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Study shows 'job sprawl' in Oklahoma City, drop in downtown employment

Local observers say they're a bit surprised by a new Brookings Institution report that indicates that Oklahoma City's urban core lost more than 6,000 jobs this past decade, one of 91 of the country's largest metro areas that saw a loss of downtown employment.
by Steve Lackmeyer Modified: April 17, 2013 at 9:55 pm •  Published: April 18, 2013
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Local observers say they're a bit surprised by a new Brookings Institution report that indicates that Oklahoma City's urban core lost more than 6,000 jobs this past decade, one of 91 of the country's largest metro areas that saw a loss of downtown employment.

Real estate brokers say the downtown office market occupancy rate is at it's highest level in 30 years and note downtown is home to several thriving companies not present a few years ago. But a new report paints a different picture.

The study by the Brookings Institution, “Job Sprawl Stalls: The Great Recession and Metropolitan Employment Location,” documents the impact of the Great Recession on where jobs are located today in America and charts the shift in employment over three time periods between 2000 and 2010.

While the Great Recession stalled the outward shift of employment — often called “job sprawl” — by 2010, nearly twice the share of jobs (43 percent) were located at least 10 miles away from downtown as within three miles of a central business district (23 percent).

The study shows that Oklahoma City between 2000 and 2010 experienced a job drop of 2.4 percent within three miles of the central business district, a drop of 4.8 percent three to 10 miles of the central business district, and an increase of 7.2 percent from 10 to 35 miles away from the central business district.

Oklahoma City, which spans 622 square miles, experienced the sixth-largest increase in outer-ring share of employment, the report said.

‘Loss' is questioned

Elizabeth Kneebone, author of the report and fellow at Brookings, said the Great Recession of 2008-2009 slowed the gap both locally and nationally. But she notes that even during the recession, downtown Oklahoma City lost about 3 percent in employment while the loss in the outer ring stood at 1 percent.

“In the pre-recession period from 2007 to 2000, the region was growing, adding employment overall,” Kneebone said. “And the core shed jobs slightly … That's what was fueling the overall shift to jobs to the outer ring.”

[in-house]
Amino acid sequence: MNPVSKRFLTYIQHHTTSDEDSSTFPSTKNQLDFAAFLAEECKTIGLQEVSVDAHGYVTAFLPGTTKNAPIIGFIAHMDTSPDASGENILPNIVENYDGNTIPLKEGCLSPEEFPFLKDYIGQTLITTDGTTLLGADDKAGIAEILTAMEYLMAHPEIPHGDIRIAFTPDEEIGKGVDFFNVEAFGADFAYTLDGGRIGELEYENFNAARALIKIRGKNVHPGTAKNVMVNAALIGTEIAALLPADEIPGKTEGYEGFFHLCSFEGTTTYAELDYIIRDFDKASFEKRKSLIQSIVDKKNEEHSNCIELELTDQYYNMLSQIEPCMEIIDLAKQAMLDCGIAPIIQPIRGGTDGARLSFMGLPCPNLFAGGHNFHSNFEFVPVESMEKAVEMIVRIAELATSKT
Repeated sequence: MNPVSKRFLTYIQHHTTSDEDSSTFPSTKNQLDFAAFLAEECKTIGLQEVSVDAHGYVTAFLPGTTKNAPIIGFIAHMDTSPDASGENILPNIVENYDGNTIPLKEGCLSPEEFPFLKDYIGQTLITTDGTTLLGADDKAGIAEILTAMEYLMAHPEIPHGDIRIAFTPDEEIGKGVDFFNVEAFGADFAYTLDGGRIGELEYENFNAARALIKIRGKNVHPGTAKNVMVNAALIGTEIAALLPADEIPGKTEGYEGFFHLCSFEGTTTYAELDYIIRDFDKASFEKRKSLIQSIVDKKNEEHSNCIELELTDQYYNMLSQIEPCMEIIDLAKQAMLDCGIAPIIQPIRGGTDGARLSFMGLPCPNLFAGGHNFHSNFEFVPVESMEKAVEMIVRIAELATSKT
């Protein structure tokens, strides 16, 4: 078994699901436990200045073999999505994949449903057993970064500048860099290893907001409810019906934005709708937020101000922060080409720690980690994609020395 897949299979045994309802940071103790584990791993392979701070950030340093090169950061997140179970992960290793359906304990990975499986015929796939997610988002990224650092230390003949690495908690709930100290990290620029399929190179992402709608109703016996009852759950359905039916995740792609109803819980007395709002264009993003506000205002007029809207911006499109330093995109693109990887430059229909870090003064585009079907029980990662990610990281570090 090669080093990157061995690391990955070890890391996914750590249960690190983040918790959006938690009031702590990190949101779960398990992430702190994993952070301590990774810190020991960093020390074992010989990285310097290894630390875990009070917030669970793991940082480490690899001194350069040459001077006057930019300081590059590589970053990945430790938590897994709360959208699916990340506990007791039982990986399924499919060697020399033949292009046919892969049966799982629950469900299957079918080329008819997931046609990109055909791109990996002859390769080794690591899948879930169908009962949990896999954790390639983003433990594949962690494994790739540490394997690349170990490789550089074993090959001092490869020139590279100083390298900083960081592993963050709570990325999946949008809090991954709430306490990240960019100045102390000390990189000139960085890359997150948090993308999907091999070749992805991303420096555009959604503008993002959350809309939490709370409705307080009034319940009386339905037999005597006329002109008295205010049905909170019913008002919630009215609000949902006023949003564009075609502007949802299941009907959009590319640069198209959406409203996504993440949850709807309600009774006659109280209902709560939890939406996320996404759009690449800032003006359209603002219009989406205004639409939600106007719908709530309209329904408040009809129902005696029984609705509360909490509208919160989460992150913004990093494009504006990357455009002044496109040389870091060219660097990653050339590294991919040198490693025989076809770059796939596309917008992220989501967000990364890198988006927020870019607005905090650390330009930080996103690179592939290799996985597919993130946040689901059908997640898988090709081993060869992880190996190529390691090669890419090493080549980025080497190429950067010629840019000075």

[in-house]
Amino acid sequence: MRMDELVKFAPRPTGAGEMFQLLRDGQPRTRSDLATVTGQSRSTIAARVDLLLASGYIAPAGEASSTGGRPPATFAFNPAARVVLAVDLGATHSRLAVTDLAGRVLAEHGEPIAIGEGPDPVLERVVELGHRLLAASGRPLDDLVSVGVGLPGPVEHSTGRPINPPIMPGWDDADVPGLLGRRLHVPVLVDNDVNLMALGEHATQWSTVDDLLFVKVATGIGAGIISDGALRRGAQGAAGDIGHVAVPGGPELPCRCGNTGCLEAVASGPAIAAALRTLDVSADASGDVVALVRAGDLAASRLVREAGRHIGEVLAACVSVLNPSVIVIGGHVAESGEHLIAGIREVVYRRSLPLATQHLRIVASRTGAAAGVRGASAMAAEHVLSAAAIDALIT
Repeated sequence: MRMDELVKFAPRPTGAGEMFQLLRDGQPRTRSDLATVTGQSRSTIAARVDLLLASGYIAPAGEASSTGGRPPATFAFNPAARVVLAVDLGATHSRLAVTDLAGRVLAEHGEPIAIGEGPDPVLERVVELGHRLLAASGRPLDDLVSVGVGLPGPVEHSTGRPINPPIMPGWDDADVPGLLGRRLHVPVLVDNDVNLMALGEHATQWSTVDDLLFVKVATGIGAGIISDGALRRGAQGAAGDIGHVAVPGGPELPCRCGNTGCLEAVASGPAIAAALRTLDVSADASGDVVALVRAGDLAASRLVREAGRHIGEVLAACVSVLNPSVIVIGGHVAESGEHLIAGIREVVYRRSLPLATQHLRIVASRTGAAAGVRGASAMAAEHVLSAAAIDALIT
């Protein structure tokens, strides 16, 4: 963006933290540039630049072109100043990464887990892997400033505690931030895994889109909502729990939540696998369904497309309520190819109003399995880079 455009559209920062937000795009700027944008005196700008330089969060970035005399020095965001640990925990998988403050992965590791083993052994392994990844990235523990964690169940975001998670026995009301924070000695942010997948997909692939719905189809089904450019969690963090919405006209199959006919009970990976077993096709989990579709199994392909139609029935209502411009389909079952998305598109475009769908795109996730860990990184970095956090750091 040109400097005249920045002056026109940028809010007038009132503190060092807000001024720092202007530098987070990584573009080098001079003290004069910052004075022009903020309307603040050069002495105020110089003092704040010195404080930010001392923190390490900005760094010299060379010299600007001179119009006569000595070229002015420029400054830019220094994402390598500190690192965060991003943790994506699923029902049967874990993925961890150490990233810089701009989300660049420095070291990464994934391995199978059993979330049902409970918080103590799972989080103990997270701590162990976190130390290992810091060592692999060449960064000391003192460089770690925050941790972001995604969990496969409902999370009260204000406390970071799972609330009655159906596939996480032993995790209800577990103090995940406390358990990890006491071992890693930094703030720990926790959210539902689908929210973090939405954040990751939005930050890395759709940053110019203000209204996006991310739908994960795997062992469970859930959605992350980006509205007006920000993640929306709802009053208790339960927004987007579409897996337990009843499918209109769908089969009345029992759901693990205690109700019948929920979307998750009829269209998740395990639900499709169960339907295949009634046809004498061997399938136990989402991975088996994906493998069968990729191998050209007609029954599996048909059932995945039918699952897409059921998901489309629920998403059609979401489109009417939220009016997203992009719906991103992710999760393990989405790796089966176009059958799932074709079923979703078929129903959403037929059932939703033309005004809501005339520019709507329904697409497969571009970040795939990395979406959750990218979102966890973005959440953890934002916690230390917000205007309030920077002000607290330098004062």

Jane Jenkins, president of Downtown Oklahoma City Inc., and Blair Humphreys, executive director of the Institute for Quality Communities at the University of Oklahoma, don't question the census data used by Kneebone, but they're uncertain as to where the 6,000 job losses took place.

“I don't think we've seen a loss,” Jenkins said. “This measures from 2000 to 2010. And we seen tremendous growth between 2010 and 2013, especially downtown. So this wouldn't reflect all the growth of Devon Energy, SandRidge Energy or Continental Resources.”

Jenkins, who read the study, noted it shows Oklahoma City has 44.6 percent of its employment within 10 miles of the urban core — 10 points above the national average.

“Even though we have a sprawling community, the jobs center is pretty well contained,” Jenkins said.

Kneebone responds that the picture isn't as rosy when comparing Oklahoma City to smaller metropolitan areas on the list. She adds that only 16 percent of employment outside Oklahoma City's urban core is in densely developed areas.

Is it a true picture?

Humphreys suspects the data falls into a timeline that doesn't represent the true trend of changes in Oklahoma City's urban core. He noted that the city's Metropolitan Area Projects didn't get fully underway until the late 1990s, and the impact of such changes were staggered over the next several years.

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by Steve Lackmeyer
Business Reporter
Steve Lackmeyer is a reporter and columnist who started his career at The Oklahoman in 1990. Since then, he has won numerous awards for his coverage, which included the 1995 bombing of the Alfred P. Murrah Federal Building, the city's Metropolitan...
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This study does a good job at catching something that is happening at a national level. But it doesn't appreciate the nuances of what is happening in Oklahoma City today. It shows us losing 6,000 jobs within three miles of downtown. You can ask brokers — there is no way we've lost 6,000. But keep in mind the last three years have been really good for downtown.”

Blair Humphreys,
Executive director of the Institute for Quality Communities at the University of Oklahoma

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